By Roddy Macdonald
The independence campaign is really only the second important campaign I’ve been involved in so far in my life. The first was for the removal of the ludicrous ban on gay people serving openly in the UK Armed Forces. As time moves on, I’m noticing a striking similarity between the opposition to the two campaigns.
By the 1990s, it was blindingly obvious that the internal opposition to gay people serving openly in the Armed Forces came not from straight colleagues, who really couldn’t care less. By far the most vocal opposition came from high ranking, self-loathing, closet homosexuals.
There is no prison so strong as the one an inmate constructs for himself; the thought of young, self-confident gay people serving openly among these self-imposed prisoners was absolute anathema to them, and not just because of the risk of their own exposure. Far from reasoned arguments, the ridiculous notions offered in opposition bore far more relation to the lurid fantasies of sex-starved old queens.
As the fear and (?self-) loathing emanating from Better Together gets all the more shrill and phantasmagorical, is it just possible that they are closet Scottish Nationalists? I purposely say Scottish Nationalists rather than just Nationalists because we have a long history of nations shaking off rule from Westminster. However, they seem to have a special opprobrium reserved purely for Scottish people.
For example despite Scots being shareholders in Sterling, a position not held by countries which have previously shaken off the yoke of Westminster, Scots apparently are uniquely to be debarred from using the hallowed currency. In Ireland, Sterling and Irish Pounds were freely exchangeable on a one-for-one basis from 1922 to 1978. Despite being independent since 1853, New Zealand used Sterling until 1933, Australia between independence in 1901 and 1931 and South Africa until 1961. Not to mention that the independent Guernsey, Jersey and Man all use Sterling. What makes the Scots so singularly unworthy?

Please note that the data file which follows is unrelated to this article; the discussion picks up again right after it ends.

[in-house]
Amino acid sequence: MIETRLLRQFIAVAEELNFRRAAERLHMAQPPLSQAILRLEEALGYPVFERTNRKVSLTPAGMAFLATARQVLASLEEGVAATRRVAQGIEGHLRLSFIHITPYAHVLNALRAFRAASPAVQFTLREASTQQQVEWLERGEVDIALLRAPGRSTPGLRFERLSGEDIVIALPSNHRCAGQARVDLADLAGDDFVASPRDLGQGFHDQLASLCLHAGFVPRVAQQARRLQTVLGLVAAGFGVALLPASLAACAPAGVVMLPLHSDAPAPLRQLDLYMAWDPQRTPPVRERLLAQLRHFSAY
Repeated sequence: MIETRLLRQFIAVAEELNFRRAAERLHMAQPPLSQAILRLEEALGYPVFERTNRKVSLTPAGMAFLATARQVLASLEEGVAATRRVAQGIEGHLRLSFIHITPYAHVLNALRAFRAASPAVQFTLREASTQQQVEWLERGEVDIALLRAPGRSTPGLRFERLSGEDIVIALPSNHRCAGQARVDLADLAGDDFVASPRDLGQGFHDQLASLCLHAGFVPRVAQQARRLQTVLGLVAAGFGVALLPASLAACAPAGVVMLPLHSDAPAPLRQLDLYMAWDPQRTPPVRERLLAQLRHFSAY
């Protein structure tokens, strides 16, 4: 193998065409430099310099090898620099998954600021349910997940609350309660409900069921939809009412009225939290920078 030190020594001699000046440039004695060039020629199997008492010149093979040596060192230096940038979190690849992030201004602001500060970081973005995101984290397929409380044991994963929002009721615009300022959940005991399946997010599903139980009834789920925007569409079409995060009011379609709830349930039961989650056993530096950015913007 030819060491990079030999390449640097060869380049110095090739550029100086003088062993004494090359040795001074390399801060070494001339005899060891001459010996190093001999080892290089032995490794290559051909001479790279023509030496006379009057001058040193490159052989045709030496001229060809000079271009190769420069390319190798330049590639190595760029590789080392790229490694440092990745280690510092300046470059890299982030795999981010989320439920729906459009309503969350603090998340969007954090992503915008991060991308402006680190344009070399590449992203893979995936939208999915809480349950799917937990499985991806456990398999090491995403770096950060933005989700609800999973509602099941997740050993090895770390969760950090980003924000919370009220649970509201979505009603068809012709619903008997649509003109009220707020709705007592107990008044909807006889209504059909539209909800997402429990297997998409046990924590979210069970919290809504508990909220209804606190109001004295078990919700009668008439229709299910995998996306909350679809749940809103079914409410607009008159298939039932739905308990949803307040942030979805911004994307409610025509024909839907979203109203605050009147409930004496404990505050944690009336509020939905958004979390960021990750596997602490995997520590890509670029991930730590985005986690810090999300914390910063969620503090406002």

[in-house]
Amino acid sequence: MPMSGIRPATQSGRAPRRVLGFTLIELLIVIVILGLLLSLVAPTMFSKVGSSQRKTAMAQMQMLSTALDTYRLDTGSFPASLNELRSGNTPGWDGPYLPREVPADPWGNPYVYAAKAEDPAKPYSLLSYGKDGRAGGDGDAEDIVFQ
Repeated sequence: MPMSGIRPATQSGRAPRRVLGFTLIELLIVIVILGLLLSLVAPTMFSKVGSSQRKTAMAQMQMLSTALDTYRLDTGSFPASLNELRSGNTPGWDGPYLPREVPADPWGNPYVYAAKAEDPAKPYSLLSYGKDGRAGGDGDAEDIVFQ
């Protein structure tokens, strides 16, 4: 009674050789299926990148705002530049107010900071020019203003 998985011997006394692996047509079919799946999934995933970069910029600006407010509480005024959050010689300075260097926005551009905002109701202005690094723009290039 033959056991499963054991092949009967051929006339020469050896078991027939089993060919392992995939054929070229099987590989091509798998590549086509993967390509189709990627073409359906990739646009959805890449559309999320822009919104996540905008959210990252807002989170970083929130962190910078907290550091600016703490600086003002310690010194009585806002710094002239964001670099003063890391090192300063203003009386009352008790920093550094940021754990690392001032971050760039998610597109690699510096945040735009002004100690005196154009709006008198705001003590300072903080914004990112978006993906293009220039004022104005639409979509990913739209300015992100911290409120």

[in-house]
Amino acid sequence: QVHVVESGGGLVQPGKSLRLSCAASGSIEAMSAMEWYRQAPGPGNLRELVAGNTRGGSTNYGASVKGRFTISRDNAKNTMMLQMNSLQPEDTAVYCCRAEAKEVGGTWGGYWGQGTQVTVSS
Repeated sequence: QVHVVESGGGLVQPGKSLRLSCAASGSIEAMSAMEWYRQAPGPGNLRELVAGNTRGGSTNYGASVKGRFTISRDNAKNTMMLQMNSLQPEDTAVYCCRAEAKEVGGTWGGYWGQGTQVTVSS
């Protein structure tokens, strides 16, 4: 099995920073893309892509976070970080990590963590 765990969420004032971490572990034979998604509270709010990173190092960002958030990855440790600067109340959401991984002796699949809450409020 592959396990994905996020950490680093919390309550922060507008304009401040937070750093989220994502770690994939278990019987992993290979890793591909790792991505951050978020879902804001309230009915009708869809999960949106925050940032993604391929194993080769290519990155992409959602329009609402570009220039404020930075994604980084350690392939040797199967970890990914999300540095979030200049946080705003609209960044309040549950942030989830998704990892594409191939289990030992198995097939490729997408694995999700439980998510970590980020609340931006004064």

Other than the checkpoints set up to combat the troubles between 1972 and 2005, the UK has maintained an open border with Ireland since 1922. Are the Scots so singularly dangerous, deranged and diseased that we are to have minefields, customs posts and machine guns at Carter Bar?
Cardiac patients in Northern Ireland are to be sent to Dublin for specialist care as a cost-saving measure as there isn’t the population to warrant a specialist unit in Belfast. It seems Health Service Administrators will be perfectly able to cope with this despite the cost of care in Dublin being charged in Euros. However, the prospect of Scottish patients travelling to an English specialist centre, or Geordie cancer sufferers coming to the Beetson post-independence will apparently cause so much red tape that in both England and Scotland, every Health Service Managers’ head will explode.
Scottish Servicemen and Women exercise regularly with our Norwegian, Danish and Dutch allies for our joint defence, but somehow this will become impossible post-independence. The details as to why are immaterial, because of course we will be nuked by North Korea as soon as we step out from underneath the fantastically expensive UK Nuclear Umbrella. Irrational though he may be, quite why Kim Jong Un should suddenly acquire such a loathing for Scots on the other side of the world as to nuke them, I’ll leave to the imaginations of Better Together.
It seems that in all areas where we as Scots enjoy civilised relations with the rest of the world, we only do so as part of the UK. If we become independent, we will become international pariahs: Penniless (literally), defenceless, imprisoned in our own dear little Scotland, derided and shunned by the world.
I have only known such lurid fantasies of the horrors that will befall us should we decide to take our open, mature and honest place in the world once before. After all, like most gay people of my age I was (for a thankfully short time) a closet queen once.
Are Better Together closet Scottish Nationalists? I think we should be told.